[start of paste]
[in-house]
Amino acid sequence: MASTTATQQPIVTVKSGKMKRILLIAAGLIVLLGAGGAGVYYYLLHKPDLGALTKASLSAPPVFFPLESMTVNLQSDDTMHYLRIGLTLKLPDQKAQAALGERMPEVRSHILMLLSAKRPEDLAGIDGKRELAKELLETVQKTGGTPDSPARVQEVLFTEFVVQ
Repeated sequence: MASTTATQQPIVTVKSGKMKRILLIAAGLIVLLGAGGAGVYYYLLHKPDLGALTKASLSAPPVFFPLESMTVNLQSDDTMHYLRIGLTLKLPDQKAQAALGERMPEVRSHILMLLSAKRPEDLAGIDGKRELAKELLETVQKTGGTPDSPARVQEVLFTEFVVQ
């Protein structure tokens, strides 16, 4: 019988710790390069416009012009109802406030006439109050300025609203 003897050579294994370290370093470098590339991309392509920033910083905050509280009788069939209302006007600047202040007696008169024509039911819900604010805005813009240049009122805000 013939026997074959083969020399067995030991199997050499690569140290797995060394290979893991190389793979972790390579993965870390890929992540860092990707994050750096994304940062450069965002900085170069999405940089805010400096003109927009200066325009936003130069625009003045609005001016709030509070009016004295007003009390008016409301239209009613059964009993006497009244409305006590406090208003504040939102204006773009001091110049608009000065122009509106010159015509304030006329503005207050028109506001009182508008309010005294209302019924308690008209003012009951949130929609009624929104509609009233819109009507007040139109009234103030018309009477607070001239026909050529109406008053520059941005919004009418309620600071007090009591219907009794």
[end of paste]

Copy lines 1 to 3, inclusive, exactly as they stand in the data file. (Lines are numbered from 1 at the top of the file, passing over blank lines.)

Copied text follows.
[in-house]
Amino acid sequence: MASTTATQQPIVTVKSGKMKRILLIAAGLIVLLGAGGAGVYYYLLHKPDLGALTKASLSAPPVFFPLESMTVNLQSDDTMHYLRIGLTLKLPDQKAQAALGERMPEVRSHILMLLSAKRPEDLAGIDGKRELAKELLETVQKTGGTPDSPARVQEVLFTEFVVQ
Repeated sequence: MASTTATQQPIVTVKSGKMKRILLIAAGLIVLLGAGGAGVYYYLLHKPDLGALTKASLSAPPVFFPLESMTVNLQSDDTMHYLRIGLTLKLPDQKAQAALGERMPEVRSHILMLLSAKRPEDLAGIDGKRELAKELLETVQKTGGTPDSPARVQEVLFTEFVVQ